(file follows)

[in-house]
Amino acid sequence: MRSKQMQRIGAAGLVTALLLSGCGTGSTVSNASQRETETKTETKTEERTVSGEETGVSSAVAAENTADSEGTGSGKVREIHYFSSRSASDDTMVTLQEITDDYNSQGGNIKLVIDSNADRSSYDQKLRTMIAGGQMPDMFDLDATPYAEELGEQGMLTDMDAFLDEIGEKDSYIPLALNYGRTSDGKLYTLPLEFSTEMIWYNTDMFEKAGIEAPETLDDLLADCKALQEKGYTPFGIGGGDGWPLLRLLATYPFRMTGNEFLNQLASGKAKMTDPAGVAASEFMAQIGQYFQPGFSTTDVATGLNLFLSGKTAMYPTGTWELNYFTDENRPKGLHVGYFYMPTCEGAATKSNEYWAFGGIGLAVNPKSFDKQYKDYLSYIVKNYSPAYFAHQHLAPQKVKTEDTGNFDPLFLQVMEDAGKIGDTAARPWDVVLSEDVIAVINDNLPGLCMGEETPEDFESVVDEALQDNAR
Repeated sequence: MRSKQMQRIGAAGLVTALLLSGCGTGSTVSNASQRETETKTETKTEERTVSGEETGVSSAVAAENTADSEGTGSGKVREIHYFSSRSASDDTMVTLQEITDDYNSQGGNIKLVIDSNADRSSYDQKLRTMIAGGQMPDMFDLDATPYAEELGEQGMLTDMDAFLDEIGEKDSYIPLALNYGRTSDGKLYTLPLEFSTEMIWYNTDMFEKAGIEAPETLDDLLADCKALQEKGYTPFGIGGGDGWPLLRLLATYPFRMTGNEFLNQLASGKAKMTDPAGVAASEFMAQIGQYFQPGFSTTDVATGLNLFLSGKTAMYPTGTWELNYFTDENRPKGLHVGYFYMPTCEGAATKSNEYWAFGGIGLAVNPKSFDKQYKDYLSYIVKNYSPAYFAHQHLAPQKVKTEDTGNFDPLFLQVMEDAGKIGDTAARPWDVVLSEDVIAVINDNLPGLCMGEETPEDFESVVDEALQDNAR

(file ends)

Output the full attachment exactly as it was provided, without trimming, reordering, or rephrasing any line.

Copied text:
[in-house]
Amino acid sequence: MRSKQMQRIGAAGLVTALLLSGCGTGSTVSNASQRETETKTETKTEERTVSGEETGVSSAVAAENTADSEGTGSGKVREIHYFSSRSASDDTMVTLQEITDDYNSQGGNIKLVIDSNADRSSYDQKLRTMIAGGQMPDMFDLDATPYAEELGEQGMLTDMDAFLDEIGEKDSYIPLALNYGRTSDGKLYTLPLEFSTEMIWYNTDMFEKAGIEAPETLDDLLADCKALQEKGYTPFGIGGGDGWPLLRLLATYPFRMTGNEFLNQLASGKAKMTDPAGVAASEFMAQIGQYFQPGFSTTDVATGLNLFLSGKTAMYPTGTWELNYFTDENRPKGLHVGYFYMPTCEGAATKSNEYWAFGGIGLAVNPKSFDKQYKDYLSYIVKNYSPAYFAHQHLAPQKVKTEDTGNFDPLFLQVMEDAGKIGDTAARPWDVVLSEDVIAVINDNLPGLCMGEETPEDFESVVDEALQDNAR
Repeated sequence: MRSKQMQRIGAAGLVTALLLSGCGTGSTVSNASQRETETKTETKTEERTVSGEETGVSSAVAAENTADSEGTGSGKVREIHYFSSRSASDDTMVTLQEITDDYNSQGGNIKLVIDSNADRSSYDQKLRTMIAGGQMPDMFDLDATPYAEELGEQGMLTDMDAFLDEIGEKDSYIPLALNYGRTSDGKLYTLPLEFSTEMIWYNTDMFEKAGIEAPETLDDLLADCKALQEKGYTPFGIGGGDGWPLLRLLATYPFRMTGNEFLNQLASGKAKMTDPAGVAASEFMAQIGQYFQPGFSTTDVATGLNLFLSGKTAMYPTGTWELNYFTDENRPKGLHVGYFYMPTCEGAATKSNEYWAFGGIGLAVNPKSFDKQYKDYLSYIVKNYSPAYFAHQHLAPQKVKTEDTGNFDPLFLQVMEDAGKIGDTAARPWDVVLSEDVIAVINDNLPGLCMGEETPEDFESVVDEALQDNAR